When I went in to pay the clerk told me that an airplane had flown into the World Trade Center. Now this did not concern me one little bit. NOT IN THE LEAST! Because I am a Civil Engineer, at the time I was still in school, in fact, I was taking my Structural Steel class. But I wasn’t worried because I know that skyscrapers are designed to withstand an airline collision. Of course, that design is predicated on the fact that the pilot realizes he’s headed for a building and is attempting to avoid it. The Empire State Building was hit by a B-25 in 1945. It is, to my knowledge, the highest fire that has ever been successfully put out. But when the pilot realized a collision was unavoidable he was still trying to avoid it.

Getting back into the truck we continued on and heard that the second tower was hit. Immediately I realized, the first plane wasn’t trying to miss and we were in for a bad day. Modern sky scrapers are not made to hold the weight of the floors above them. The floors are designed to hold up the weight of the floor, the weight is then transferred down. It is a fascinating concept that is a part of the reason I never wanted to be a structural engineer, however, no engineer can ever look at a structure without thinking load transfer ever.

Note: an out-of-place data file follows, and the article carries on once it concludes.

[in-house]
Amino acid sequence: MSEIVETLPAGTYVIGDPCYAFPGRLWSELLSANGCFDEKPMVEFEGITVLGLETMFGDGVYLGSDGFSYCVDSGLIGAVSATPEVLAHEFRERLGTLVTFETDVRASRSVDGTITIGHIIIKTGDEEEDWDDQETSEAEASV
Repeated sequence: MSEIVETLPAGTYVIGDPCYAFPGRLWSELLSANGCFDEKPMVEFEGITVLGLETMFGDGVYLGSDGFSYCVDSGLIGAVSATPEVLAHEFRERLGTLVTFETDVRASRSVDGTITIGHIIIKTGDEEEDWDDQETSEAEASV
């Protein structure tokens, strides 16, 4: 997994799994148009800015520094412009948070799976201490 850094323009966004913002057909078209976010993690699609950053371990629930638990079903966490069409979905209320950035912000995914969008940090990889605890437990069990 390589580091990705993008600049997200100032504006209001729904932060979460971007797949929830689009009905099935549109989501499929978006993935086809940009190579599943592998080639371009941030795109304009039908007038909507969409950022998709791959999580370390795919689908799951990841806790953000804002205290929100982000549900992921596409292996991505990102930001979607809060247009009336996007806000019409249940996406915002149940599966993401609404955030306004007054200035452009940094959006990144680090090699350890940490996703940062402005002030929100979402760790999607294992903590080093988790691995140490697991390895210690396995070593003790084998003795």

As the radio told us the second tower was hit I turned to my brother-in-law and said, “Johnny, some country just used to exist.” I was as positive of that then as I am now.

A Really Big Cup of Tea

In a recent conversation with a friend I was asked the question of what I think about the Republican Party attempting to take out the Tea Party. Then later I watched a short video of a Doctor Who/Rocky Horror Picture Show Parody. What do these things have in common with the description of how the improbability drive on the Heart of Gold works? Everything, of course.